What is in this article?:
It’s been almost a year since Paul and Barbi Schulick announced selling their supplement company to CPG giant P&G. Some predicted huge changes for the longtime whole food supplement brand. Were these people right? We talked to Paul Schulick and New Chapter’s new CEO, Kyle Garner, to find out and learn more about what's planned for New Chapter's future.
When Paul and Barbi Schulick told the world last March that they were selling their dietary supplement company New Chapter to Procter & Gamble, the reaction from the natural products industry was mixed. Certainly, some championed the sale for its ability to bring greater scale to New Chapter’s business of making quality whole foods supplements. Others, however, were swift to bemoan losing an independent supplement brand that had long been a favorite within the natural channel to a multinational consumer packaged goods giant.
Many predictions were made for how P&G would change New Chapter. “I see the end of a great company & it’s products,” wrote one anonymous commenter on this site in response to the news.
Now that nearly a year has passed since the Schulick’s announcement, newhope360 was wondering what really has changed so far for the supplement company and what's planned for the future. We sat down with Kyle Garner, New Chapter’s new CEO, and Paul Schulick, the company’s co-founder, to find out. Below is an edited transcript of our discussion.
newhope360: The question on everyone’s mind is what change has P&G's ownership brought to New Chapter?
Kyle Garner: The big thing for us is that we’ve been committed to trying to maintain the magic of what makes New Chapter New Chapter. The biggest way we have been able to do that is through maintaining the key leaders. Aside from me coming in, the rest of our leadership team is the same. The rest of our broader team is also the same. We have added roles and that has been great. We have invested heavily in our science and innovation team and more than doubled the size of that group to give us added resources in what we think is a very important space for us. We have also invested in and added people to our quality and regulatory group. But the core of the team is the same as it has been, and having people such as Paul still playing a leadership role has been critical to guiding us through this last year. The things that people have known and loved about New Chapter are the very things we are trying to carry forward into the future.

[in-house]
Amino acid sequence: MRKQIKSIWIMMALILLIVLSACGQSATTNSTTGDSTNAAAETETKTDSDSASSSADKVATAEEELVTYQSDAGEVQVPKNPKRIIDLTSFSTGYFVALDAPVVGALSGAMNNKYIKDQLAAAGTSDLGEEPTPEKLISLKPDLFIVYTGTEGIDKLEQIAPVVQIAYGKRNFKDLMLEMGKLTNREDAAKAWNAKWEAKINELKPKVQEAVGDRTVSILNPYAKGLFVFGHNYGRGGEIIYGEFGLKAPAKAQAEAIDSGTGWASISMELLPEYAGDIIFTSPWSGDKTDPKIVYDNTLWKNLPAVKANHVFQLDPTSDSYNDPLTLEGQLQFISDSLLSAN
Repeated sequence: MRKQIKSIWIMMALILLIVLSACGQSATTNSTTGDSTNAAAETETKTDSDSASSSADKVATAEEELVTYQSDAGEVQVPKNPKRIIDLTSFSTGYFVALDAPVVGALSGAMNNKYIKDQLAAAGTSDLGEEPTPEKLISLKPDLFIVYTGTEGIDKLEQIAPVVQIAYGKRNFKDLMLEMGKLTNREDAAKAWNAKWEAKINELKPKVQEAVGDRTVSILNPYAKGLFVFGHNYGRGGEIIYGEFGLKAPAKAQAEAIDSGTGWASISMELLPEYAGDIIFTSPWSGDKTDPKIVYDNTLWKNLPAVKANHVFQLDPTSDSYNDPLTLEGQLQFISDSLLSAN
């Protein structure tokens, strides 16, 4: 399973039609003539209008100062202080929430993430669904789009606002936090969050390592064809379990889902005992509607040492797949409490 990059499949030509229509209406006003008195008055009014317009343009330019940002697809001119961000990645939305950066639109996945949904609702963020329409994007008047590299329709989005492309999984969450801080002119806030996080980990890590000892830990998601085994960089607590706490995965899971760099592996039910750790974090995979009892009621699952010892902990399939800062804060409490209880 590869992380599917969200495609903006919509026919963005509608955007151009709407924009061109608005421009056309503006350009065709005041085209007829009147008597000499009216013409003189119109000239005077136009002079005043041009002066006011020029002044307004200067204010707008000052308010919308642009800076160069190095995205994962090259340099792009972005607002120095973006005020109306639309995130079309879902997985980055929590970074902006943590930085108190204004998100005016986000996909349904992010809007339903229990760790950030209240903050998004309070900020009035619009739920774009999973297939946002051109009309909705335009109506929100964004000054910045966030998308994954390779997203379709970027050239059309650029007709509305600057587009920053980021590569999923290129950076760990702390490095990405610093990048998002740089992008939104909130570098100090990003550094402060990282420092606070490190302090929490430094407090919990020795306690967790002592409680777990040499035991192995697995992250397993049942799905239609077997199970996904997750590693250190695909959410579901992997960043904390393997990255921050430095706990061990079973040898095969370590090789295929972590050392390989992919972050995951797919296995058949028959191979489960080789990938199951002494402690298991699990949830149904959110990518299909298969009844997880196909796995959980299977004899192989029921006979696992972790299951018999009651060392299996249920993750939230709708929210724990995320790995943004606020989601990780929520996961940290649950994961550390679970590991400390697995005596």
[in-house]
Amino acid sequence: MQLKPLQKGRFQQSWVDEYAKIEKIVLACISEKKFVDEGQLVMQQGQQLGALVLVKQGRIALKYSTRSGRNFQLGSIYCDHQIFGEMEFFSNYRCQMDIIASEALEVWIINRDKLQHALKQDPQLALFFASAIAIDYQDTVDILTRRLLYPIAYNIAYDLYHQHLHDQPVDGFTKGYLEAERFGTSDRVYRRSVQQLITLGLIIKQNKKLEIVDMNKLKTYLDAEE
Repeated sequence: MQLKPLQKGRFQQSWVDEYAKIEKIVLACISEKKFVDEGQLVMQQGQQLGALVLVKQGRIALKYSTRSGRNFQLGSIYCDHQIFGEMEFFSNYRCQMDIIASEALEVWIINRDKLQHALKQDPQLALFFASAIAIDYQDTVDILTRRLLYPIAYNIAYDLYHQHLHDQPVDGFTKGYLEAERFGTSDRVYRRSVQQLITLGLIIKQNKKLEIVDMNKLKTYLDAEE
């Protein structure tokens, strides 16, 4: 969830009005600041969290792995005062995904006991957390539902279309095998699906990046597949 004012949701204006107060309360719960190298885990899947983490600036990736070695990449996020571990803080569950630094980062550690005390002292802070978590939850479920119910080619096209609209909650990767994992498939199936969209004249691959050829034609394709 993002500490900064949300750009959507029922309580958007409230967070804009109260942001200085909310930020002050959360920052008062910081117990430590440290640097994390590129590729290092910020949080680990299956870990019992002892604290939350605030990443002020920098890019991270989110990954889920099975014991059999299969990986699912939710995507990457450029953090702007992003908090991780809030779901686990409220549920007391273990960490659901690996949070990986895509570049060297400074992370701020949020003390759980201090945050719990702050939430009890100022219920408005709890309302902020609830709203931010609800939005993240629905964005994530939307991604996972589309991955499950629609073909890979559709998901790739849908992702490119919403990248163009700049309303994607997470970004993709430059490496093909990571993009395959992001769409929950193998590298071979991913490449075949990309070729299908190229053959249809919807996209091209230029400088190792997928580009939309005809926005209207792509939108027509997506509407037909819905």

Paul Schulick: The only piece I would add would be to all the people who were concerned in the month or two following the transaction. In the very beginning of our process, we also had those same concerns. But as soon as we started working together as a team, it became incredibly clear that what Kyle referred to as the magic of New Chapter was not only going to be preserved but it was actually going to in many ways be enhanced. When I started in this industry 30 years ago I had a dream that we would be able to reach a large group of people with a quality product that would make us all proud. That dream is becoming more and more a reality.
What do you believe is making that dream more of a possibility?
PS: As Kyle said, we are increasing the sizes of our teams responsible for bringing out the quality product. I know that there are a number of naysayers who were suggesting that our quality would be reduced by the presence of a large multinational corporation like Procter & Gamble, but as we very quickly discovered, it has been exactly the opposite. They sent in their teams of supply chain and quality experts to enhance our skills and that has been very beneficial. Before the sale, we were a relatively small company with $100 million approximately in sales, but we now have [P&G’s] resources to buoy up many areas of our business. It is giving us the opportunity to hold this vision of reaching more people with our quality products and bringing more people into the stores.